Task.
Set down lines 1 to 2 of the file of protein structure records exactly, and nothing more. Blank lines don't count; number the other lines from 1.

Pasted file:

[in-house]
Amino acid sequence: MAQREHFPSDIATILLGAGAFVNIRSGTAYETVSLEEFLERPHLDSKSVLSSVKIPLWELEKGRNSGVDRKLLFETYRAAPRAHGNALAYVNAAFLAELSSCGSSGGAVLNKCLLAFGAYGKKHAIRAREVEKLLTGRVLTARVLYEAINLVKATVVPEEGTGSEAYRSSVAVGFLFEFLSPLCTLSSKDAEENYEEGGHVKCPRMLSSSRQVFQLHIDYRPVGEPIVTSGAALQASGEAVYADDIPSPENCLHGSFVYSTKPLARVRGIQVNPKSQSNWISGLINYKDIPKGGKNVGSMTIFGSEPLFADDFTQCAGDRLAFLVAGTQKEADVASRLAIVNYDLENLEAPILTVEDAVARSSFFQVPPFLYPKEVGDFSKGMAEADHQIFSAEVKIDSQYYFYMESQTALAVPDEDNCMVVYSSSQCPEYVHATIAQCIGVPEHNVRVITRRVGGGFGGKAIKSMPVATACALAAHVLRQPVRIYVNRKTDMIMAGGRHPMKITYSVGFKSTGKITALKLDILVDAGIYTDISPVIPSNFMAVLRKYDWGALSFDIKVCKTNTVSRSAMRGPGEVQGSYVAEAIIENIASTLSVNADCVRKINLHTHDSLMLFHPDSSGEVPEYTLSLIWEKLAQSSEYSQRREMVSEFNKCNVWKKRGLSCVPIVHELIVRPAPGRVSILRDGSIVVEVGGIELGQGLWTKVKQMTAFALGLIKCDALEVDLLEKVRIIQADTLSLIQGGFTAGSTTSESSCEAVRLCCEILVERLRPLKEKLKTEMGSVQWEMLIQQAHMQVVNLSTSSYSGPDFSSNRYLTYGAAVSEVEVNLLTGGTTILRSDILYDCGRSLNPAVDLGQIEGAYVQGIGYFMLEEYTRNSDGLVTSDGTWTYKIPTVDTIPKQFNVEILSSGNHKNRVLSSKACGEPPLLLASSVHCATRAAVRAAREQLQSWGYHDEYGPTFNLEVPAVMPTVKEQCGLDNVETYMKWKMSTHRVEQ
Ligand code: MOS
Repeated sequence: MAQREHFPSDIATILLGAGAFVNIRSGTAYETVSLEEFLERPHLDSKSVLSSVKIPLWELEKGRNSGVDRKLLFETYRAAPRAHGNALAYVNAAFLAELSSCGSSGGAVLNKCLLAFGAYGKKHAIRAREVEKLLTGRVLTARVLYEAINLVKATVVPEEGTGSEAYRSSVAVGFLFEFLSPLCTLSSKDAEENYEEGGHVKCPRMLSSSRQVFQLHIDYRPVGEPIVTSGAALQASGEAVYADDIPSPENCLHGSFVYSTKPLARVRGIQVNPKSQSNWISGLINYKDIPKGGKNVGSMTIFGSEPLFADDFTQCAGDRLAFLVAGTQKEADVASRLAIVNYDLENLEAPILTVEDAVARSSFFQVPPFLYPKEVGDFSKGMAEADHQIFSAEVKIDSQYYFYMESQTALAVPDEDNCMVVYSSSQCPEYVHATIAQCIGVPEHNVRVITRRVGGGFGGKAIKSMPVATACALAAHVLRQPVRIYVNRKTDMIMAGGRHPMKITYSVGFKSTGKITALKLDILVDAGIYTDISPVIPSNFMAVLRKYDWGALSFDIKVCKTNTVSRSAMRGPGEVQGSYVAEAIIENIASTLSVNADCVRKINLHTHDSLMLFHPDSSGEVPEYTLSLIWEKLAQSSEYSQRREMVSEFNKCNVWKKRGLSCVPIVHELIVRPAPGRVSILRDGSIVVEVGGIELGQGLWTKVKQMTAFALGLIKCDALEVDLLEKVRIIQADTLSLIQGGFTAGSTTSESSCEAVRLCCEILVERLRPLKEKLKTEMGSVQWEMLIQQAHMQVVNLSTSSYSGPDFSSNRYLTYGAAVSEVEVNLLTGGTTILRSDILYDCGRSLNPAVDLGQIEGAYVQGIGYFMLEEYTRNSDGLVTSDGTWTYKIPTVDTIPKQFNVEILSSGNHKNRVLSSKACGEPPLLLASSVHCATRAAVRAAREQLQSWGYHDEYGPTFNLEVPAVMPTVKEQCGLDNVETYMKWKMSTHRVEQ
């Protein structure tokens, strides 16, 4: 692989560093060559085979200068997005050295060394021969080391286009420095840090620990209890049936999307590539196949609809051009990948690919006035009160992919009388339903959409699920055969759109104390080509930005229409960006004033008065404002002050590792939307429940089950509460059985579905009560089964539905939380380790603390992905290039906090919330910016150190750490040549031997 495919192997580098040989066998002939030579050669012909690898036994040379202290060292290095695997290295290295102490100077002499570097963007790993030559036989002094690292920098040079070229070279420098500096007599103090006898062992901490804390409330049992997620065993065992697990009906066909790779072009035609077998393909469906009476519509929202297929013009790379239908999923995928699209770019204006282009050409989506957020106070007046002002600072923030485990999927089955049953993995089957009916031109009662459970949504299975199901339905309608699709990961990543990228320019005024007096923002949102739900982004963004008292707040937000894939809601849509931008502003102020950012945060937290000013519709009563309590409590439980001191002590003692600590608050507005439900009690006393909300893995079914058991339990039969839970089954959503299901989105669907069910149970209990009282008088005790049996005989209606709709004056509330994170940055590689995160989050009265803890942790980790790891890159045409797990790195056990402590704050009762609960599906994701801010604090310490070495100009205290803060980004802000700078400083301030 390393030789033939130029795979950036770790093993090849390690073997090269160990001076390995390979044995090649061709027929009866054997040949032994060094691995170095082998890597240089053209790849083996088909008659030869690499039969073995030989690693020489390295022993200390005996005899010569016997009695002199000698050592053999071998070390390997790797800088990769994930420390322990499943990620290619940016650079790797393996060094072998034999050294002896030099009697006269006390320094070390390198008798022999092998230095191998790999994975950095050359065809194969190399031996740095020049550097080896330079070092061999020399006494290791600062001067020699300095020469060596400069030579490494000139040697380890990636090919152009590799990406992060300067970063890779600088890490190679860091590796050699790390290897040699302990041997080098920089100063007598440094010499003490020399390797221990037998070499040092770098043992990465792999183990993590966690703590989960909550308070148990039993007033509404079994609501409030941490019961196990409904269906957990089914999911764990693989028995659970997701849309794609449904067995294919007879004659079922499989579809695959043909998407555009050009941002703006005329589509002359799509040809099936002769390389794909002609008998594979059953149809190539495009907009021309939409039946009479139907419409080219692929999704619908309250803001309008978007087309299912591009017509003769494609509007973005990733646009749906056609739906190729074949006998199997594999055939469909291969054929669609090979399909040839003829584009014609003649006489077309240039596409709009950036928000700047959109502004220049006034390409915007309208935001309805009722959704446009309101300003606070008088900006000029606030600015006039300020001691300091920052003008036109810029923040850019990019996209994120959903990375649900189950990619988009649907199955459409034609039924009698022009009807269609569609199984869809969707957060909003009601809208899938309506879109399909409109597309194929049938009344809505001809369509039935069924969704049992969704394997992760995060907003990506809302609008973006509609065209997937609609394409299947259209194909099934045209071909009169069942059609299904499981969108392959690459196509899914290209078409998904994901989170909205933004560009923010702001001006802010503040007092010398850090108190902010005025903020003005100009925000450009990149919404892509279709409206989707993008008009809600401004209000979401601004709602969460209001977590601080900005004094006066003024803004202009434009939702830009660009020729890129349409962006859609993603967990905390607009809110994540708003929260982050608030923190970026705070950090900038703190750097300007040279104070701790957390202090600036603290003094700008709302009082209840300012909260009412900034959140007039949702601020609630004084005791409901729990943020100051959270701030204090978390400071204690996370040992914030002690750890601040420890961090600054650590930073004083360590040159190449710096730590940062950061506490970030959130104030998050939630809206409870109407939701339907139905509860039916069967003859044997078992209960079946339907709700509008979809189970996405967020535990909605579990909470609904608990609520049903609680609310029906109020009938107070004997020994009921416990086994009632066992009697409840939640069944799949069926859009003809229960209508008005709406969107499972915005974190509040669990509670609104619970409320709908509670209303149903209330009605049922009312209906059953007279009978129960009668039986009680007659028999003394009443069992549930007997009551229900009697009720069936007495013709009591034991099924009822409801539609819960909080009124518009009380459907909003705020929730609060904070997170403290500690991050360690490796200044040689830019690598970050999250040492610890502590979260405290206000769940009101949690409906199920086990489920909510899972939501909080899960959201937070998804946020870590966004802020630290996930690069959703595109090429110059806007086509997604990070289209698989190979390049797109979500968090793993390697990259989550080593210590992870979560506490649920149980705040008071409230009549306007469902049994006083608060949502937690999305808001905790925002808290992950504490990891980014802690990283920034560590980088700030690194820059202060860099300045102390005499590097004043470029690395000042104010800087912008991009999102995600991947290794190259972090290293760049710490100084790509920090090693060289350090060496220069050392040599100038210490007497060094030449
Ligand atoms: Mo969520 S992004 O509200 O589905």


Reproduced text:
[in-house]
Amino acid sequence: MAQREHFPSDIATILLGAGAFVNIRSGTAYETVSLEEFLERPHLDSKSVLSSVKIPLWELEKGRNSGVDRKLLFETYRAAPRAHGNALAYVNAAFLAELSSCGSSGGAVLNKCLLAFGAYGKKHAIRAREVEKLLTGRVLTARVLYEAINLVKATVVPEEGTGSEAYRSSVAVGFLFEFLSPLCTLSSKDAEENYEEGGHVKCPRMLSSSRQVFQLHIDYRPVGEPIVTSGAALQASGEAVYADDIPSPENCLHGSFVYSTKPLARVRGIQVNPKSQSNWISGLINYKDIPKGGKNVGSMTIFGSEPLFADDFTQCAGDRLAFLVAGTQKEADVASRLAIVNYDLENLEAPILTVEDAVARSSFFQVPPFLYPKEVGDFSKGMAEADHQIFSAEVKIDSQYYFYMESQTALAVPDEDNCMVVYSSSQCPEYVHATIAQCIGVPEHNVRVITRRVGGGFGGKAIKSMPVATACALAAHVLRQPVRIYVNRKTDMIMAGGRHPMKITYSVGFKSTGKITALKLDILVDAGIYTDISPVIPSNFMAVLRKYDWGALSFDIKVCKTNTVSRSAMRGPGEVQGSYVAEAIIENIASTLSVNADCVRKINLHTHDSLMLFHPDSSGEVPEYTLSLIWEKLAQSSEYSQRREMVSEFNKCNVWKKRGLSCVPIVHELIVRPAPGRVSILRDGSIVVEVGGIELGQGLWTKVKQMTAFALGLIKCDALEVDLLEKVRIIQADTLSLIQGGFTAGSTTSESSCEAVRLCCEILVERLRPLKEKLKTEMGSVQWEMLIQQAHMQVVNLSTSSYSGPDFSSNRYLTYGAAVSEVEVNLLTGGTTILRSDILYDCGRSLNPAVDLGQIEGAYVQGIGYFMLEEYTRNSDGLVTSDGTWTYKIPTVDTIPKQFNVEILSSGNHKNRVLSSKACGEPPLLLASSVHCATRAAVRAAREQLQSWGYHDEYGPTFNLEVPAVMPTVKEQCGLDNVETYMKWKMSTHRVEQ